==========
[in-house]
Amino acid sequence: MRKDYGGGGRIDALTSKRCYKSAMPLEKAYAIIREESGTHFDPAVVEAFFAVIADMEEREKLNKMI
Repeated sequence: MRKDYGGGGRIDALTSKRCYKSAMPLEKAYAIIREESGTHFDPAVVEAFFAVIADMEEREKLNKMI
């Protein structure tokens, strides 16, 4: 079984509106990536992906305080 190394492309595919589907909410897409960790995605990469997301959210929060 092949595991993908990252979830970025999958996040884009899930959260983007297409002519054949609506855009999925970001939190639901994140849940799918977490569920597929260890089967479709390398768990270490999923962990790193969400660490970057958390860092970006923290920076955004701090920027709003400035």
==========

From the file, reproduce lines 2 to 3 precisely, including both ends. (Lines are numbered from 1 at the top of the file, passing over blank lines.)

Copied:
Amino acid sequence: MRKDYGGGGRIDALTSKRCYKSAMPLEKAYAIIREESGTHFDPAVVEAFFAVIADMEEREKLNKMI
Repeated sequence: MRKDYGGGGRIDALTSKRCYKSAMPLEKAYAIIREESGTHFDPAVVEAFFAVIADMEEREKLNKMI